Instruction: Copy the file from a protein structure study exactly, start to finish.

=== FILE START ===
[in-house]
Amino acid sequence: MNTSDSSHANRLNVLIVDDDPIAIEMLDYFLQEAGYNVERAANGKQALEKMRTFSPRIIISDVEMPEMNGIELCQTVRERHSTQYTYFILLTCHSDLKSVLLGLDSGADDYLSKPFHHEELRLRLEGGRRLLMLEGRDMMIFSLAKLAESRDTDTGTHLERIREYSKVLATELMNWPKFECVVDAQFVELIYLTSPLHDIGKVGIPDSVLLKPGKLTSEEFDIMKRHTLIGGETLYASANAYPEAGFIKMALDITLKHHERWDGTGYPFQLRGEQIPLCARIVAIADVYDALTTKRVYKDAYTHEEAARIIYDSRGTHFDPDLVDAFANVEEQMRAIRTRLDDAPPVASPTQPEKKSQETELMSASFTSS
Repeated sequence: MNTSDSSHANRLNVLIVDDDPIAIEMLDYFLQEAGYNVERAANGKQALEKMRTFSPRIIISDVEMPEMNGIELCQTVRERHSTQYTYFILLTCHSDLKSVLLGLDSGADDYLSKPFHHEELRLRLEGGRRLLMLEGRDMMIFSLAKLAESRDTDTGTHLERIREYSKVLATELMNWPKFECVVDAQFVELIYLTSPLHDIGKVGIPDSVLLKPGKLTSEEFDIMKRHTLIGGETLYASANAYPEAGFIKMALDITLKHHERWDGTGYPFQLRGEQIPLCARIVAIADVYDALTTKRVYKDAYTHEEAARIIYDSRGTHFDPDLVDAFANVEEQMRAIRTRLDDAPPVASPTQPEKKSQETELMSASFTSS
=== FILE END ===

[in-house]
Amino acid sequence: MNTSDSSHANRLNVLIVDDDPIAIEMLDYFLQEAGYNVERAANGKQALEKMRTFSPRIIISDVEMPEMNGIELCQTVRERHSTQYTYFILLTCHSDLKSVLLGLDSGADDYLSKPFHHEELRLRLEGGRRLLMLEGRDMMIFSLAKLAESRDTDTGTHLERIREYSKVLATELMNWPKFECVVDAQFVELIYLTSPLHDIGKVGIPDSVLLKPGKLTSEEFDIMKRHTLIGGETLYASANAYPEAGFIKMALDITLKHHERWDGTGYPFQLRGEQIPLCARIVAIADVYDALTTKRVYKDAYTHEEAARIIYDSRGTHFDPDLVDAFANVEEQMRAIRTRLDDAPPVASPTQPEKKSQETELMSASFTSS
Repeated sequence: MNTSDSSHANRLNVLIVDDDPIAIEMLDYFLQEAGYNVERAANGKQALEKMRTFSPRIIISDVEMPEMNGIELCQTVRERHSTQYTYFILLTCHSDLKSVLLGLDSGADDYLSKPFHHEELRLRLEGGRRLLMLEGRDMMIFSLAKLAESRDTDTGTHLERIREYSKVLATELMNWPKFECVVDAQFVELIYLTSPLHDIGKVGIPDSVLLKPGKLTSEEFDIMKRHTLIGGETLYASANAYPEAGFIKMALDITLKHHERWDGTGYPFQLRGEQIPLCARIVAIADVYDALTTKRVYKDAYTHEEAARIIYDSRGTHFDPDLVDAFANVEEQMRAIRTRLDDAPPVASPTQPEKKSQETELMSASFTSS